April 24, 2006
Director of Media Relations
(413) 542-8417

AMHERST, Mass.— Isabelle Catteddu of the National Institute for Rescue Archaeology in France will speak on the topic “What Rescue Archaeology Has Taught Us about Early Medieval Settlements” at 4 p.m. on Friday, April 28, in Fayerweather 113 at Amherst College. Sponsored by the Amherst College Departments of History and Classics and the Five-College Medieval Studies Program, Catteddu’s lecture is free and open to the public.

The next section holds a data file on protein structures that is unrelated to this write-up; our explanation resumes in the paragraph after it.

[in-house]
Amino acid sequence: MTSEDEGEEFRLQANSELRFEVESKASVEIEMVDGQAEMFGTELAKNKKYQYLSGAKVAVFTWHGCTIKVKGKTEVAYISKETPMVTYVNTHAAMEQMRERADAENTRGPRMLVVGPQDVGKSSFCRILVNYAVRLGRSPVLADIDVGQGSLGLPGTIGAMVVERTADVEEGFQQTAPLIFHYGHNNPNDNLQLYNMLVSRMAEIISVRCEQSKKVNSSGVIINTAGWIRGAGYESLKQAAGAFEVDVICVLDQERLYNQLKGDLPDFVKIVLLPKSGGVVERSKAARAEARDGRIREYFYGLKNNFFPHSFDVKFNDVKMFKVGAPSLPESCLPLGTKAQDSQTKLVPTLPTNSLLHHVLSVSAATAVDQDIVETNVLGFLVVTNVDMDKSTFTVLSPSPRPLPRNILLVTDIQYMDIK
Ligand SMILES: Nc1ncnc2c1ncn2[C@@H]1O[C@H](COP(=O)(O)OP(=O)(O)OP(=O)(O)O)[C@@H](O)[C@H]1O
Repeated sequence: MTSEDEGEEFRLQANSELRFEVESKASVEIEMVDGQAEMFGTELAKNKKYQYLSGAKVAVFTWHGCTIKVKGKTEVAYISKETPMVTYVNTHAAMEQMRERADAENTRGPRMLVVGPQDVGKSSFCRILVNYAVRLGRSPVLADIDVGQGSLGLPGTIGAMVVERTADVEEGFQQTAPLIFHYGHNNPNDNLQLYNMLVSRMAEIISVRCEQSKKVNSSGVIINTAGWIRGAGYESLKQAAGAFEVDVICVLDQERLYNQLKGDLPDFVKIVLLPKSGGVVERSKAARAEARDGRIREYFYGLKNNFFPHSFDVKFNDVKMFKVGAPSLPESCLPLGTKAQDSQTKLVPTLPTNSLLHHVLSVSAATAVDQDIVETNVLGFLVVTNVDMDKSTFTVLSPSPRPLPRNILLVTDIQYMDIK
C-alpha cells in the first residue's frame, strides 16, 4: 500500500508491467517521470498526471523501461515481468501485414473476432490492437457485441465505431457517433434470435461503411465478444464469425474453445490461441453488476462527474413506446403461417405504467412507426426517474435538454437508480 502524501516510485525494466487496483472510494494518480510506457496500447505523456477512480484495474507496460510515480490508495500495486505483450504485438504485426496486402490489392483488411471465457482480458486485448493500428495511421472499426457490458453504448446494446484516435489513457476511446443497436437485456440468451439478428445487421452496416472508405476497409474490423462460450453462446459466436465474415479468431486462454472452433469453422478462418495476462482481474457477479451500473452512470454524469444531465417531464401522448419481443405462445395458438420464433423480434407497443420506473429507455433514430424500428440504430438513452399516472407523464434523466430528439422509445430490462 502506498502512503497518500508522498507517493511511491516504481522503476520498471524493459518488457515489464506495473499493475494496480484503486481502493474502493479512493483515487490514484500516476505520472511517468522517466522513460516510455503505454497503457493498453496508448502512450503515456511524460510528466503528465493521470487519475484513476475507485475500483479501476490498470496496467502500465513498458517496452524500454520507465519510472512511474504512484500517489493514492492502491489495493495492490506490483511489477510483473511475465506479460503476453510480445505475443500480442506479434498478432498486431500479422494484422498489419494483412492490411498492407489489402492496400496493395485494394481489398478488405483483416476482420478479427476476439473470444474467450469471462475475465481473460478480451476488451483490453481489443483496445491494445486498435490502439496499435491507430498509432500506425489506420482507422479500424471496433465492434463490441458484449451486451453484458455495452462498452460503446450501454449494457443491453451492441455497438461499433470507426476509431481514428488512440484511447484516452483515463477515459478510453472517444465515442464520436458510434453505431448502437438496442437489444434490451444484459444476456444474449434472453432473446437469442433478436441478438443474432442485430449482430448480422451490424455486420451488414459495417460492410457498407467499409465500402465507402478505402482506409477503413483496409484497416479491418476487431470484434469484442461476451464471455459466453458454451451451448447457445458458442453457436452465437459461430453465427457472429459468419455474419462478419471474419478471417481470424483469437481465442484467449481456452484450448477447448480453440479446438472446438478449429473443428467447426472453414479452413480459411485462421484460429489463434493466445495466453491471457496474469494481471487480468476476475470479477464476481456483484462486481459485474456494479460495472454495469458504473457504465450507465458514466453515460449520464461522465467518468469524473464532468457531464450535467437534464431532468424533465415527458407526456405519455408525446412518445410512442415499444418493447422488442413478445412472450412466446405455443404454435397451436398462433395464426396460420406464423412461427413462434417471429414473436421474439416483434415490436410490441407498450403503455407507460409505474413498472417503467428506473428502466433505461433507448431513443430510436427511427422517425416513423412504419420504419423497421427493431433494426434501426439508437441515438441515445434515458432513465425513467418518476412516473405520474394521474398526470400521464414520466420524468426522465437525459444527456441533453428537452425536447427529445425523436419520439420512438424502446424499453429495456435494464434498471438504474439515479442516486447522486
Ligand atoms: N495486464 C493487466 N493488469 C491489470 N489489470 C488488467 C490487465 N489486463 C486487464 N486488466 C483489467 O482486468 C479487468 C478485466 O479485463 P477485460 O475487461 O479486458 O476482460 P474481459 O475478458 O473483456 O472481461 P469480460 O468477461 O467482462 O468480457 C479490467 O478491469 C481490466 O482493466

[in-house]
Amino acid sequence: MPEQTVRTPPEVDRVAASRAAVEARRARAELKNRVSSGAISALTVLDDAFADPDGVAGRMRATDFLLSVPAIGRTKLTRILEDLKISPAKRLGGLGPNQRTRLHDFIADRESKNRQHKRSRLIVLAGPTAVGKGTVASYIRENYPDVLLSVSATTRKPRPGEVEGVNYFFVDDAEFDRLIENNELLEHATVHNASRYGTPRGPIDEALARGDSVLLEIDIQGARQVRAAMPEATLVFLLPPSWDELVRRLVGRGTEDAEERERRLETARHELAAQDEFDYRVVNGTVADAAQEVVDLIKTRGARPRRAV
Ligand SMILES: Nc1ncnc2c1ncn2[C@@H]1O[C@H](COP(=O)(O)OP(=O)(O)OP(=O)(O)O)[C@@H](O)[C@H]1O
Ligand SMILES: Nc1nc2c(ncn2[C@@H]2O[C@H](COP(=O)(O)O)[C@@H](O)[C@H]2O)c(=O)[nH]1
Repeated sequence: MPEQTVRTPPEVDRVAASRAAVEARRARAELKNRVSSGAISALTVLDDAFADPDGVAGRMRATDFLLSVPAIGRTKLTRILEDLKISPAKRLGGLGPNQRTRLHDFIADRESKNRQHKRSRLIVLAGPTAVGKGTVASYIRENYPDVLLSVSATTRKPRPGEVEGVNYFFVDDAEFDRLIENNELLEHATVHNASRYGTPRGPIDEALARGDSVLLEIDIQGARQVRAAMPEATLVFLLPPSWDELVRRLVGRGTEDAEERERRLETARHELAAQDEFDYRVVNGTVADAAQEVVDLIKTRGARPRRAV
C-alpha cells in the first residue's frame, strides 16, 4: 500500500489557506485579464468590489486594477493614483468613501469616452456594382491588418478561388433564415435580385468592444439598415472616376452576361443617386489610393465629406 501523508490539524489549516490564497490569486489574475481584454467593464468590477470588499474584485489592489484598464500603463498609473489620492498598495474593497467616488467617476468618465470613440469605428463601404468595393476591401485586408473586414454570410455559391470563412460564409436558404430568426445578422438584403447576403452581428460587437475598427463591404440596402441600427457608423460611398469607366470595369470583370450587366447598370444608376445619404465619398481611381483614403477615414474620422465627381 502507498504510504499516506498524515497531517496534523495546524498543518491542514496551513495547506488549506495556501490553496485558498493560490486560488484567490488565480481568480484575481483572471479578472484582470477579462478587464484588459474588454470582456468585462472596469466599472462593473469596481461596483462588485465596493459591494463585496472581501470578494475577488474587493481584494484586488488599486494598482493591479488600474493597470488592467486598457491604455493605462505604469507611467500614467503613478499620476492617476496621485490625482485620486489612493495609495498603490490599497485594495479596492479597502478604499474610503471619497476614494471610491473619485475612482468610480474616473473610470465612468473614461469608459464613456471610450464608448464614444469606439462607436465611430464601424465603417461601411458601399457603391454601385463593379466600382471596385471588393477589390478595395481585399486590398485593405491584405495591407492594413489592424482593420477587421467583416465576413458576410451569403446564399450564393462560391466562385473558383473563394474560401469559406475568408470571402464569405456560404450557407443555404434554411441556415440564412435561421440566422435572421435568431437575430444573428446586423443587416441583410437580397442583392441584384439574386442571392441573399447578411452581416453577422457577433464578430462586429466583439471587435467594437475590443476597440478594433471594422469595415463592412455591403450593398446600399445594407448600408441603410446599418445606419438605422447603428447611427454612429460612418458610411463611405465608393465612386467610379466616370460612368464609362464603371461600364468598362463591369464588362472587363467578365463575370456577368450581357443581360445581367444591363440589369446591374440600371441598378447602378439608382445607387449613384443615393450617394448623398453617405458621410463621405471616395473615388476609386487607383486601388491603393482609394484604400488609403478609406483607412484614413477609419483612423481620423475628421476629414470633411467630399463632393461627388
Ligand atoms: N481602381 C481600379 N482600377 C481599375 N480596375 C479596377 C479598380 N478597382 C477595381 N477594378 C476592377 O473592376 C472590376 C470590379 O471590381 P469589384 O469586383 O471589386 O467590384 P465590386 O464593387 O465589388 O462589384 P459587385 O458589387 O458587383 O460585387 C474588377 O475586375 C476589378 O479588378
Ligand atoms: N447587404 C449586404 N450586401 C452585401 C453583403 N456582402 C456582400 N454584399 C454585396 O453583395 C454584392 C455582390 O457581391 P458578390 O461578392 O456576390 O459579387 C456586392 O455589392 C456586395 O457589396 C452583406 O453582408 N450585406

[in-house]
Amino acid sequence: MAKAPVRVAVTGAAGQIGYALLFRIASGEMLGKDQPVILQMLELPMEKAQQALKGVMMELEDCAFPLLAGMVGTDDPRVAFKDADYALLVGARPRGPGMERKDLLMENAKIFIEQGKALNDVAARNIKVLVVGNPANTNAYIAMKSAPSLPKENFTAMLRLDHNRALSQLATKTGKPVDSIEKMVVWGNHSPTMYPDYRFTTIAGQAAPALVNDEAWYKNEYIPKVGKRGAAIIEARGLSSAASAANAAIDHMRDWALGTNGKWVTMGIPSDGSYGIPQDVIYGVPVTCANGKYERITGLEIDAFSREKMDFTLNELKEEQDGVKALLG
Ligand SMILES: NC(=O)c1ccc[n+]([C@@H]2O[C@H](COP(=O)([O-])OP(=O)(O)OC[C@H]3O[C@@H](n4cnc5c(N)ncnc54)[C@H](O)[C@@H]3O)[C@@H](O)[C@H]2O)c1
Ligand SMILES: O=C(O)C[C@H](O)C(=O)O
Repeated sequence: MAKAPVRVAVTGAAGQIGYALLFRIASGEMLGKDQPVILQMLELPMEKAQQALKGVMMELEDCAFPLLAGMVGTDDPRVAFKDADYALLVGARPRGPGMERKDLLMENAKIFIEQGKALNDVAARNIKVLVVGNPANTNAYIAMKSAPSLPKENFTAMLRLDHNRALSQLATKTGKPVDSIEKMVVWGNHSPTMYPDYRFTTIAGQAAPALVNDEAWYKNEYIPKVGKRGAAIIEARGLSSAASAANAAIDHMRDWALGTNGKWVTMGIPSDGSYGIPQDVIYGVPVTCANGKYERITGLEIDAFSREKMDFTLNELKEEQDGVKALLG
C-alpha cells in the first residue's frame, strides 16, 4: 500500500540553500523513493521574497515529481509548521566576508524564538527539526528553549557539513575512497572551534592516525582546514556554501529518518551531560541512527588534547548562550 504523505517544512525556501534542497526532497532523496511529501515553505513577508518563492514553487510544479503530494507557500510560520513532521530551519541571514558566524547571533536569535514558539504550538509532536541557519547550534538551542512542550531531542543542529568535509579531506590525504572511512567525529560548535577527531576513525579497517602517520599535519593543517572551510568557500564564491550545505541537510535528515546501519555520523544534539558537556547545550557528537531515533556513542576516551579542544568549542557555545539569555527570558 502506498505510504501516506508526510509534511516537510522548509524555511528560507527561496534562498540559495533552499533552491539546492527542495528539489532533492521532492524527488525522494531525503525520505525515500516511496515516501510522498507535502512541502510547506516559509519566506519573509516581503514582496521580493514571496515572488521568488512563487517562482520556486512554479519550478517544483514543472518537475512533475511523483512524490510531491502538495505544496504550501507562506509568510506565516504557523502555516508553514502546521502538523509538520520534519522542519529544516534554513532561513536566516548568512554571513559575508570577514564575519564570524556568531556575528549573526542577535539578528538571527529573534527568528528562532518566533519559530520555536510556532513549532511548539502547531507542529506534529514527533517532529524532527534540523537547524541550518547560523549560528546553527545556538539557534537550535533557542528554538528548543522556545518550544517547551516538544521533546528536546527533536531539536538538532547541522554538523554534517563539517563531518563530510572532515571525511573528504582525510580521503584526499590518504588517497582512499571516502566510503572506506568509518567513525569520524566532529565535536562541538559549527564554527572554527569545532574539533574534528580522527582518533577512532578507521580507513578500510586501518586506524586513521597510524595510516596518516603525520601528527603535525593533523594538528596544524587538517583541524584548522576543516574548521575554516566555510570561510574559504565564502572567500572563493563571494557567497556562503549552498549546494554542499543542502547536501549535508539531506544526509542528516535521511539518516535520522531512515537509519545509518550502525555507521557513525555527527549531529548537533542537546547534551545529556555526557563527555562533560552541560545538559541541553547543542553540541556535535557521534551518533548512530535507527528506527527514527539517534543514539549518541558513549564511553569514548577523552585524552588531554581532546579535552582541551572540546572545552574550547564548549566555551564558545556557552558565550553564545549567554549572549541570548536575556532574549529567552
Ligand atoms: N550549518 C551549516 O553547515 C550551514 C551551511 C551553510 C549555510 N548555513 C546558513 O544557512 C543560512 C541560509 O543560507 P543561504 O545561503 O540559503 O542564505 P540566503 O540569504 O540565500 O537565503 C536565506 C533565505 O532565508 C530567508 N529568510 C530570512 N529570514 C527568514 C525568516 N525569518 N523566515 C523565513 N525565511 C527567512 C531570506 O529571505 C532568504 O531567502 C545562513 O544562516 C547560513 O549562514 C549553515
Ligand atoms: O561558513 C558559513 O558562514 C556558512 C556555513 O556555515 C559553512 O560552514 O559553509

In the last 20 years rescue archaeology, the investigation of sites threatened by private or public development, has allowed researchers to analyze land use and settlement patterns over long stretches of time, crossing over the traditional chronological periods of pre-historic, classical, medieval and modern. These excavations, many on a large scale, have allowed structural analyses that incorporate settlements into their surrounding natural and cultural landscapes. Aided by paleo-environmental analyses, rescue archaeologists have developed a dynamic view of the transformation of classical settlements into settlements with very different forms of organization, and with their own particular field structures, pathways, land divisions and agro-pastoral practices.